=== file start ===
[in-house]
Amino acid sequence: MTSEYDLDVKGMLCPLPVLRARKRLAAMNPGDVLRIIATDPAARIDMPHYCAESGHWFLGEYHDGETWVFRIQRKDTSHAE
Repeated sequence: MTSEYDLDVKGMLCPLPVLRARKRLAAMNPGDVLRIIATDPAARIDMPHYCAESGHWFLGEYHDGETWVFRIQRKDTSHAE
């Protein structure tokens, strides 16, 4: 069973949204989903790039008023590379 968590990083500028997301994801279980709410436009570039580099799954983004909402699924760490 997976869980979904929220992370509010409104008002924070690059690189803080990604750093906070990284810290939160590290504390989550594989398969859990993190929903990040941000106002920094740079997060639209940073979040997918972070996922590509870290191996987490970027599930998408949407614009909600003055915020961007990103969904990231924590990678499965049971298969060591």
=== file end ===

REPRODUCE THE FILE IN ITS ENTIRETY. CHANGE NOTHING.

[in-house]
Amino acid sequence: MTSEYDLDVKGMLCPLPVLRARKRLAAMNPGDVLRIIATDPAARIDMPHYCAESGHWFLGEYHDGETWVFRIQRKDTSHAE
Repeated sequence: MTSEYDLDVKGMLCPLPVLRARKRLAAMNPGDVLRIIATDPAARIDMPHYCAESGHWFLGEYHDGETWVFRIQRKDTSHAE
């Protein structure tokens, strides 16, 4: 069973949204989903790039008023590379 968590990083500028997301994801279980709410436009570039580099799954983004909402699924760490 997976869980979904929220992370509010409104008002924070690059690189803080990604750093906070990284810290939160590290504390989550594989398969859990993190929903990040941000106002920094740079997060639209940073979040997918972070996922590509870290191996987490970027599930998408949407614009909600003055915020961007990103969904990231924590990678499965049971298969060591």